Traveling Europe Without A Rail Pass


In our not too distant past, European rail defined “freedom” for many travelers. From Americans, to Asians to Africans to Europeans, most anyone could jump on with ease, not only seeing the countryside, but becoming a part of it. Today, however, that freedom does not exist for the majority of us. For foreigners, the rails have been reduced to a commercialized homage of good times rolled. A few months ago, as my wife and I planned a month long European adventure, we were ignorant of this shift. Like most, we had been seduced by the story. We thought travel through Europe? Let’s ride the rails. We read blogs, watched videos, and checked websites. Convinced by compelling online rhetoric, we bought in, selecting Eurail as the most convenient company for our cause.

Well over a grand later — that’s over $1,000 for 10 days of transit throughout four countries within a two month window — our Eurail passes arrived. It stifled our budget, but promised benefits: we’d be organized before summer, we’d beat the crowds, we’d have it all paid for. We giggled like two little yellow minions: Europe was ripe for an old-fashioned storming!

Little known fact: storming European fronts isn’t much of a thing this century (who’s gonna Tweet Putin?). Even lesser known fact: planned travel isn’t much of a thing either when it comes to Eurail- unless, of course, you make money to burn. If that’s the case, then stop reading this, buy your pass and start the blazes. If you aren’t much of a pyro, read on.

In today’s market, most bookings are made with ease. All you’ve got to do is click an app or website button and boom, you’re done, confirmation sent to your email. Eurail has a different policy: devolve choice, abandon practicality. Here’s how they put it, “We know reservations can be a hassle, so let us help you with them. Our team will do their best to get you on the train of your choice. Our reservation system allows us to reserve 95% of European trains.” Wait, I thought we’d just been over this: making a reservation is easy like 99% of the time. Eurail, however, is the 1%.

So, how much does it cost to get their team on the case?

“The Reservation Service costs 8 euros per train regardless of how many people you are booking for. In addition to this, you pay a fixed reservation fee per person, per train.”

Great, so we’ve paid over $1,000 and now it wants more. And if I do pay for all these additional services, will I finally be able to use the Eurail app for something useful, say accessing them? “We’ll mail your reservations to you free of charge using registered delivery.” Snail mail? Really? I’m traveling and don’t have an address to give, but even if I did: Eurail has an app, a highly approachable website, Youtube, etc., but is so user-unfriendly that it still uses pre-Internet era methods to send its passes.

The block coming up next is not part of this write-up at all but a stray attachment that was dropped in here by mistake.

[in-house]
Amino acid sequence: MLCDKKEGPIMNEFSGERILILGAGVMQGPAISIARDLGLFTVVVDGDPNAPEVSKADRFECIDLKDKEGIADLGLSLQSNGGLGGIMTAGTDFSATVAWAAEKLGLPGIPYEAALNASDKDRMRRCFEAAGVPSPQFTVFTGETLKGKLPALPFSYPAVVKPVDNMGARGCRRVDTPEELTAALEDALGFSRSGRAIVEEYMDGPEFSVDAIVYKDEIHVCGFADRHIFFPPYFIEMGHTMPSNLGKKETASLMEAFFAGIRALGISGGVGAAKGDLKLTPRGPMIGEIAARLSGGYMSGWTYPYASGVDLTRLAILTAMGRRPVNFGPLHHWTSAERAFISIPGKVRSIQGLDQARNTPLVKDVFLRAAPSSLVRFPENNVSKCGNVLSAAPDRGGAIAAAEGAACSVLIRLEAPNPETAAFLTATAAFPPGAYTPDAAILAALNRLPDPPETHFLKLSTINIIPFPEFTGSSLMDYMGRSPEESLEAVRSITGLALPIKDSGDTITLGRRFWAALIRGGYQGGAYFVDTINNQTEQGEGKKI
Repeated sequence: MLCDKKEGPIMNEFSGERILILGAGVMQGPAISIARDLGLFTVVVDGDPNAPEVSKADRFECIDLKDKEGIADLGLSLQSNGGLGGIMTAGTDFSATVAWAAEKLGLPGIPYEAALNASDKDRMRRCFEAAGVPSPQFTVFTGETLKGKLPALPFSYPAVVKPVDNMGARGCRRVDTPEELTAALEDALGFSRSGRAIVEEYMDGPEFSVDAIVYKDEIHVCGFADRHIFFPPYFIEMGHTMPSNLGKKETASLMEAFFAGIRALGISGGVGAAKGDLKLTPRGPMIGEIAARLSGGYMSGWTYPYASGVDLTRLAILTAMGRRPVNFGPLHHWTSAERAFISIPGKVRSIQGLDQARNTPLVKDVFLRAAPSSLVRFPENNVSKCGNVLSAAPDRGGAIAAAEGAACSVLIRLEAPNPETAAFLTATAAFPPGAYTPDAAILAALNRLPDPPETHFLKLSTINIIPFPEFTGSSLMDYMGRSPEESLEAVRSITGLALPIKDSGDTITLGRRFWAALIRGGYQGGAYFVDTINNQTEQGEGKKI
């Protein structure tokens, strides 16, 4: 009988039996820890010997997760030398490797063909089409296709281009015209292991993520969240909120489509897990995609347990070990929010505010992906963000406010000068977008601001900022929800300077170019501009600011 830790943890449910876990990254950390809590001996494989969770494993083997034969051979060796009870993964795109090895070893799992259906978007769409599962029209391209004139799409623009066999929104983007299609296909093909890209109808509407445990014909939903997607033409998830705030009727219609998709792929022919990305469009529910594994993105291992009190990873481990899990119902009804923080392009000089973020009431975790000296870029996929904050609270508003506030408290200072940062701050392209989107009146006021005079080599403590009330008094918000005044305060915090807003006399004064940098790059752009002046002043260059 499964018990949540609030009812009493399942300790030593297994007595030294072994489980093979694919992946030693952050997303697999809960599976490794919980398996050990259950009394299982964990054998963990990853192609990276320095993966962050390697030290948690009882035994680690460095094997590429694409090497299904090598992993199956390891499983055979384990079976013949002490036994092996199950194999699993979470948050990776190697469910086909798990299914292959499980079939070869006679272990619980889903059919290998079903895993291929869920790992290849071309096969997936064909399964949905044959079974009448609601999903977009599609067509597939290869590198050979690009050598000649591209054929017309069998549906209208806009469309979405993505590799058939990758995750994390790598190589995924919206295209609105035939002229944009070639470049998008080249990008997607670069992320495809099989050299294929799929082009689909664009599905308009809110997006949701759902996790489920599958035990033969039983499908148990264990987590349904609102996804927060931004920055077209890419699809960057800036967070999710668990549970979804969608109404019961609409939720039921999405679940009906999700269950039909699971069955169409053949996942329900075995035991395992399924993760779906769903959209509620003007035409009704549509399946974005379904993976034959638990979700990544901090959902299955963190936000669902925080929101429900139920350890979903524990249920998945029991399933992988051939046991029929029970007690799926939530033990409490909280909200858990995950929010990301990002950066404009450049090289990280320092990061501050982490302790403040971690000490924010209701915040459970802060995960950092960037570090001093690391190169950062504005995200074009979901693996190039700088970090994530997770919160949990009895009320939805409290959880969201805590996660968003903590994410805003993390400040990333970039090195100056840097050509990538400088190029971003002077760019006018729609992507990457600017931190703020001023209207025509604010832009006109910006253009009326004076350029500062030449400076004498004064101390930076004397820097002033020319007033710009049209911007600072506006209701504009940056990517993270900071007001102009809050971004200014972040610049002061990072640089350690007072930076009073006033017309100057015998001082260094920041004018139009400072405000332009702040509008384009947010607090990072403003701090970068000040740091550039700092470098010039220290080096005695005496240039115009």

All these doubts rushed at me. My wife stepped in to calm my nerves. Maybe bookings aren’t much of a thing on European trains, she suggested. Yeah. That made sense. Maybe they aren’t. Maybe we just hop on and off trains like bunnies in heat.

That joyful image frolicked in our minds for about seven seconds. Then we found the section titled, “Types of Trains that Need to be Reserved”. Spoiler alert: pretty much every train we wanted to travel on either required a reservation or recommended one (i.e. high speed trains, overnight trains, most French trains, scenic trains, etc).

So let’s take Italy, where my wife and I have been traveling for the past two weeks, as an example. If we had been using the Eurail pass according to our bookings, we would have paid between three euros (for recommended bookings) to 11 euros (for required bookings) on top of the 50 euros each travel day averaged out to cost, plus the 8 euro booking fee. So that’s between 53 and 61 euros (plus those eight euros) per person per day to travel stress free. The reality of Italy, where the government actually subsidizes rail travel, is this: The most we have paid here, hopping from city to city like our rabbit friends, has been nine euros per person.

And it gets worse. It’s not just the money that’s condemning, it’s the order of the beast. Take the night trains, for example (reservation required): unless that train fits into Eurail’s rubric of a post-7 PM departure and a post-4 AM arrival — which many rail companies do not offer–then Eurail charges two precious travel days instead of one. That turns your 50 plus euro ticket into a cool 100 plus.

Then, there’s the country rule. We had bought our pass for four countries, not realizing that crossing a border of another country without actually stopping in it, was forbidden. For us, that meant getting from Milan to Berlin (without a little help from Austria) was implausible. So much for freedom.

I could go on and on debunking Eurail’s credibility, but I won”t. I’m writing this tidbit of information for two reasons: 1. because I haven’t read it anywhere else and 2. because I promised Eurail I would. When my wife and I researched, I read nothing that discouraged the use of companies such as Eurail. In fact, everything read seemed contrary to this article.

In the end, my wife and I did get our finances and free will back from the heathen. Within two days of receiving our passes I had requested a full refund. They denied. After three weeks, 85% of our investment was returned to our bank account. With that money my wife and I bought our planes, trains, and buses to and from five countries and still had about 100 euro left over. Bank accounts and egos only slightly bruised, we currently explore Europe like any two romantics should: with love, admiration and freedom.